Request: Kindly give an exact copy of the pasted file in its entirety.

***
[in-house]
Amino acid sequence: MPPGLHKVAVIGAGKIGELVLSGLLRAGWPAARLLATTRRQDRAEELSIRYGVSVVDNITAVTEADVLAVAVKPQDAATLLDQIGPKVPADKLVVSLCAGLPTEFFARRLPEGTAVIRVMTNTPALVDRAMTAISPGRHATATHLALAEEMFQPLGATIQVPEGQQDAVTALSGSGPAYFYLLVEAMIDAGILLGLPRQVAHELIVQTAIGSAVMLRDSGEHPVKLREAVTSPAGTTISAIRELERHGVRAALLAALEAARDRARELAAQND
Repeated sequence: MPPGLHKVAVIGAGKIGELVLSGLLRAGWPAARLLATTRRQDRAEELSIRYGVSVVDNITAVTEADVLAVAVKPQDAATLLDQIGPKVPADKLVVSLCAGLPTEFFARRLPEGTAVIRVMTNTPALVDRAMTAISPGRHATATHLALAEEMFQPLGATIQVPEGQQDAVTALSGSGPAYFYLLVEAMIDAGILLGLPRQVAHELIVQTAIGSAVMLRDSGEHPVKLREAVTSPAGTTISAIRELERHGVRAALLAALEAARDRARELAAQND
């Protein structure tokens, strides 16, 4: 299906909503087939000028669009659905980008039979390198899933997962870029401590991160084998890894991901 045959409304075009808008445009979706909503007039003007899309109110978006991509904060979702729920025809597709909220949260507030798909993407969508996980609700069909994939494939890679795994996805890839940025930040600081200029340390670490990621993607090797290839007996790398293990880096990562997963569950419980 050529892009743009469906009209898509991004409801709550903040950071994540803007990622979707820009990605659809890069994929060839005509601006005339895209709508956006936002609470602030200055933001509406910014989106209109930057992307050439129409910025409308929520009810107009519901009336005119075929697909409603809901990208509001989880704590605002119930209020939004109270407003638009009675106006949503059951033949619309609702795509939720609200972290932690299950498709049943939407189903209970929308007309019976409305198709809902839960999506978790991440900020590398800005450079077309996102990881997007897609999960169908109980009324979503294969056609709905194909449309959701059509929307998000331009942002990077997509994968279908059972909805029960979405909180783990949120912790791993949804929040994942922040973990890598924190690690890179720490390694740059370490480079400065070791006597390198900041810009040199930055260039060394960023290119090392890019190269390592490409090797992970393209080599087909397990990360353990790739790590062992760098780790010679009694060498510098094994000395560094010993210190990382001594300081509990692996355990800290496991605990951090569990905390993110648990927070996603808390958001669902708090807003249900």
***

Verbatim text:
[in-house]
Amino acid sequence: MPPGLHKVAVIGAGKIGELVLSGLLRAGWPAARLLATTRRQDRAEELSIRYGVSVVDNITAVTEADVLAVAVKPQDAATLLDQIGPKVPADKLVVSLCAGLPTEFFARRLPEGTAVIRVMTNTPALVDRAMTAISPGRHATATHLALAEEMFQPLGATIQVPEGQQDAVTALSGSGPAYFYLLVEAMIDAGILLGLPRQVAHELIVQTAIGSAVMLRDSGEHPVKLREAVTSPAGTTISAIRELERHGVRAALLAALEAARDRARELAAQND
Repeated sequence: MPPGLHKVAVIGAGKIGELVLSGLLRAGWPAARLLATTRRQDRAEELSIRYGVSVVDNITAVTEADVLAVAVKPQDAATLLDQIGPKVPADKLVVSLCAGLPTEFFARRLPEGTAVIRVMTNTPALVDRAMTAISPGRHATATHLALAEEMFQPLGATIQVPEGQQDAVTALSGSGPAYFYLLVEAMIDAGILLGLPRQVAHELIVQTAIGSAVMLRDSGEHPVKLREAVTSPAGTTISAIRELERHGVRAALLAALEAARDRARELAAQND
């Protein structure tokens, strides 16, 4: 299906909503087939000028669009659905980008039979390198899933997962870029401590991160084998890894991901 045959409304075009808008445009979706909503007039003007899309109110978006991509904060979702729920025809597709909220949260507030798909993407969508996980609700069909994939494939890679795994996805890839940025930040600081200029340390670490990621993607090797290839007996790398293990880096990562997963569950419980 050529892009743009469906009209898509991004409801709550903040950071994540803007990622979707820009990605659809890069994929060839005509601006005339895209709508956006936002609470602030200055933001509406910014989106209109930057992307050439129409910025409308929520009810107009519901009336005119075929697909409603809901990208509001989880704590605002119930209020939004109270407003638009009675106006949503059951033949619309609702795509939720609200972290932690299950498709049943939407189903209970929308007309019976409305198709809902839960999506978790991440900020590398800005450079077309996102990881997007897609999960169908109980009324979503294969056609709905194909449309959701059509929307998000331009942002990077997509994968279908059972909805029960979405909180783990949120912790791993949804929040994942922040973990890598924190690690890179720490390694740059370490480079400065070791006597390198900041810009040199930055260039060394960023290119090392890019190269390592490409090797992970393209080599087909397990990360353990790739790590062992760098780790010679009694060498510098094994000395560094010993210190990382001594300081509990692996355990800290496991605990951090569990905390993110648990927070996603808390958001669902708090807003249900």